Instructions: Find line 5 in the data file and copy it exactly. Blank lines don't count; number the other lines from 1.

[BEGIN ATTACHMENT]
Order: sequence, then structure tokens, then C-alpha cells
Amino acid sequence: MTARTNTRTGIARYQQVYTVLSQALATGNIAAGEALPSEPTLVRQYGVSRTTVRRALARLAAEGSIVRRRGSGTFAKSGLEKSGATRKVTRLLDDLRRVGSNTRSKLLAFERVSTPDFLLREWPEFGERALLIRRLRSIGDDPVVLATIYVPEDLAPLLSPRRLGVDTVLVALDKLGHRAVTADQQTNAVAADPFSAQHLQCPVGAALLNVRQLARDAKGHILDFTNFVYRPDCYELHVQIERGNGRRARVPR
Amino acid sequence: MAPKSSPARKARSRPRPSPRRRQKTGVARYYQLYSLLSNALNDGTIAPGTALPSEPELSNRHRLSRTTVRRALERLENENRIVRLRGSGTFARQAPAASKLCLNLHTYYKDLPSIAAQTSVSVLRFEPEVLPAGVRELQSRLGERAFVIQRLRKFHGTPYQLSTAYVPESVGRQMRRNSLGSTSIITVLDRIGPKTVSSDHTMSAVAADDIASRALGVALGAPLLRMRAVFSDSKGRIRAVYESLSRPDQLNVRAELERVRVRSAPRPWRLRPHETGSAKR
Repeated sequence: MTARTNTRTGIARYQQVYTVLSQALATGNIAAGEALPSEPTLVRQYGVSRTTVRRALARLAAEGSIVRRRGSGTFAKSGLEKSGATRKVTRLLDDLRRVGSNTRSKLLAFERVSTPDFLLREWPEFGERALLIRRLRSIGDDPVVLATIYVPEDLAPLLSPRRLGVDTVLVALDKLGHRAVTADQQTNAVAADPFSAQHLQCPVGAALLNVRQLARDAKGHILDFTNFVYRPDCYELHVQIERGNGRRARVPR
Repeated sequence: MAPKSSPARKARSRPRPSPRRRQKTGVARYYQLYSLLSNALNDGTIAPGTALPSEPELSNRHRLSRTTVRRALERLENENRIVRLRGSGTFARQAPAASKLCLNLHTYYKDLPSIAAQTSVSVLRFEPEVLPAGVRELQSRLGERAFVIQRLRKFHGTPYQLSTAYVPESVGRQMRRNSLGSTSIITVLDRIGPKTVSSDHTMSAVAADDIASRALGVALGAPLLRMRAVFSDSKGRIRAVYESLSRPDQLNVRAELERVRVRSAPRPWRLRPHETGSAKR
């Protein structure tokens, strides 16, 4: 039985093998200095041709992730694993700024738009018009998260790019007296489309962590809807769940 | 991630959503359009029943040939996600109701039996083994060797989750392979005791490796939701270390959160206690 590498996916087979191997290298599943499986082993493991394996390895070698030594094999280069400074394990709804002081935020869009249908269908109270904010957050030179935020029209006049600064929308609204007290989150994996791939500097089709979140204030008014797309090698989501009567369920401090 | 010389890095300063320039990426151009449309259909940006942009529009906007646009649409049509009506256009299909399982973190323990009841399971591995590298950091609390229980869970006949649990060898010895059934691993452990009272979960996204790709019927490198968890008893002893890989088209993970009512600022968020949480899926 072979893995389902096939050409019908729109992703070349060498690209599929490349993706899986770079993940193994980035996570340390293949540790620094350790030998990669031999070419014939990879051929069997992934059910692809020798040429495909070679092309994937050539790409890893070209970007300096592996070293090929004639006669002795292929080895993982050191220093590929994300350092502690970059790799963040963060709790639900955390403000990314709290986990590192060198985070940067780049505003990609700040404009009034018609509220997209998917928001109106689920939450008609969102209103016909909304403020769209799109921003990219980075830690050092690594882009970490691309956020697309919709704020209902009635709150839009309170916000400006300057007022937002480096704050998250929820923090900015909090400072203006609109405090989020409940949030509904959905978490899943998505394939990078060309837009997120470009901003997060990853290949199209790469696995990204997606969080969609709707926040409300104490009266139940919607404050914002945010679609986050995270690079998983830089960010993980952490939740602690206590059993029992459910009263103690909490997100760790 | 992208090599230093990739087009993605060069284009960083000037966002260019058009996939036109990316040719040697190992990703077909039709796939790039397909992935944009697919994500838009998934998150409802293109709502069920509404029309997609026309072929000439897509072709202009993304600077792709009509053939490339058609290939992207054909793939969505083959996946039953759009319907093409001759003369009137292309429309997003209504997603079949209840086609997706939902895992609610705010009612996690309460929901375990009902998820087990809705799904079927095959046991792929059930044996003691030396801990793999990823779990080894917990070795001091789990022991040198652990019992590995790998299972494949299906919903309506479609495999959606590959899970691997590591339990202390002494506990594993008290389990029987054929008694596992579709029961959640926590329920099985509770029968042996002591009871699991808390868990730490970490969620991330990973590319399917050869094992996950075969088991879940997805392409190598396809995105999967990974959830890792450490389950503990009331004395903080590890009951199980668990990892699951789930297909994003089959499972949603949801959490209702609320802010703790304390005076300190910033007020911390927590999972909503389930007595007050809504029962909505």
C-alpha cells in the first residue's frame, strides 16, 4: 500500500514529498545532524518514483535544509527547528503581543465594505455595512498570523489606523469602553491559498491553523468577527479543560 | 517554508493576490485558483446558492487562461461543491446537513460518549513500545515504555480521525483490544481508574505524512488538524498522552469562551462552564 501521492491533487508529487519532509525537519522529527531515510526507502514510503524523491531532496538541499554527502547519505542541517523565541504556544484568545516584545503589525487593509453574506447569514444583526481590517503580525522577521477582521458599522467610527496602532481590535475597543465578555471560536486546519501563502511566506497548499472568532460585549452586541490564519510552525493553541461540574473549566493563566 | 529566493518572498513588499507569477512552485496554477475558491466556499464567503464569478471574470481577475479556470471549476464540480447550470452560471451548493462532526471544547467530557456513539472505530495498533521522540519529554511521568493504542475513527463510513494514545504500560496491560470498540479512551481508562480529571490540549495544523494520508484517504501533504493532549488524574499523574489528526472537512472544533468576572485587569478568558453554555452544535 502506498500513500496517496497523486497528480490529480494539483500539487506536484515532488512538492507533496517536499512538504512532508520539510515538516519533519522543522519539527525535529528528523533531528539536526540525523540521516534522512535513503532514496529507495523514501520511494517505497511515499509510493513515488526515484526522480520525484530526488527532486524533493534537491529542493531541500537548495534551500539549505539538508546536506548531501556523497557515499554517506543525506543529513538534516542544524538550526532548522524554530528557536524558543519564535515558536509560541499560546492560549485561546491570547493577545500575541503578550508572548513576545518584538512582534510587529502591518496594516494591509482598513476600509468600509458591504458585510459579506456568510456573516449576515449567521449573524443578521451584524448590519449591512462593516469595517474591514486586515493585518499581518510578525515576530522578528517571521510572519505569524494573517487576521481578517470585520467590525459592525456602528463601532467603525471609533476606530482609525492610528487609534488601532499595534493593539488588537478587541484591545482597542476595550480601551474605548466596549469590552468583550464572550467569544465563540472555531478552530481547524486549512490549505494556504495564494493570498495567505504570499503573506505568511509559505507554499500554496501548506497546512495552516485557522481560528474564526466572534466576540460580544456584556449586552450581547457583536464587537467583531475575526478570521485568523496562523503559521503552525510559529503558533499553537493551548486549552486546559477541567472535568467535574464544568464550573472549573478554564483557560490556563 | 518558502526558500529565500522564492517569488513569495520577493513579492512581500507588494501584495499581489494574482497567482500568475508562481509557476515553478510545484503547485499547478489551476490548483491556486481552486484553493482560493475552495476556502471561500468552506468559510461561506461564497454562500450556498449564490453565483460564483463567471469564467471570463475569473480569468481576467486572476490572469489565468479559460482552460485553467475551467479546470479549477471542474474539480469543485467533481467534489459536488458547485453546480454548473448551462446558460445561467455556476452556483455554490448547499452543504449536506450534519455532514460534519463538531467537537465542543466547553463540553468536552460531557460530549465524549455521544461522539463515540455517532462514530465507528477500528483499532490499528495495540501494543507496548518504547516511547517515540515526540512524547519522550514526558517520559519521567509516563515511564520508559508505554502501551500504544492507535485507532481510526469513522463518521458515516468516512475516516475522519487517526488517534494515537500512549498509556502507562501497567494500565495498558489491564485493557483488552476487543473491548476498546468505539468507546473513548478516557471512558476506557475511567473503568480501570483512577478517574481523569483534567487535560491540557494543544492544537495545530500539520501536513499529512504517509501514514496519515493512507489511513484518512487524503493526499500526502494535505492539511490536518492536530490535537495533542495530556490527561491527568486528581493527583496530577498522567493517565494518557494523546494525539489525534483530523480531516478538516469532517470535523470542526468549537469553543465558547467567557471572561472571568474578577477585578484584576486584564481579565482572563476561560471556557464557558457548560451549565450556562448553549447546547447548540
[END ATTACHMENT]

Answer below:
Repeated sequence: MAPKSSPARKARSRPRPSPRRRQKTGVARYYQLYSLLSNALNDGTIAPGTALPSEPELSNRHRLSRTTVRRALERLENENRIVRLRGSGTFARQAPAASKLCLNLHTYYKDLPSIAAQTSVSVLRFEPEVLPAGVRELQSRLGERAFVIQRLRKFHGTPYQLSTAYVPESVGRQMRRNSLGSTSIITVLDRIGPKTVSSDHTMSAVAADDIASRALGVALGAPLLRMRAVFSDSKGRIRAVYESLSRPDQLNVRAELERVRVRSAPRPWRLRPHETGSAKR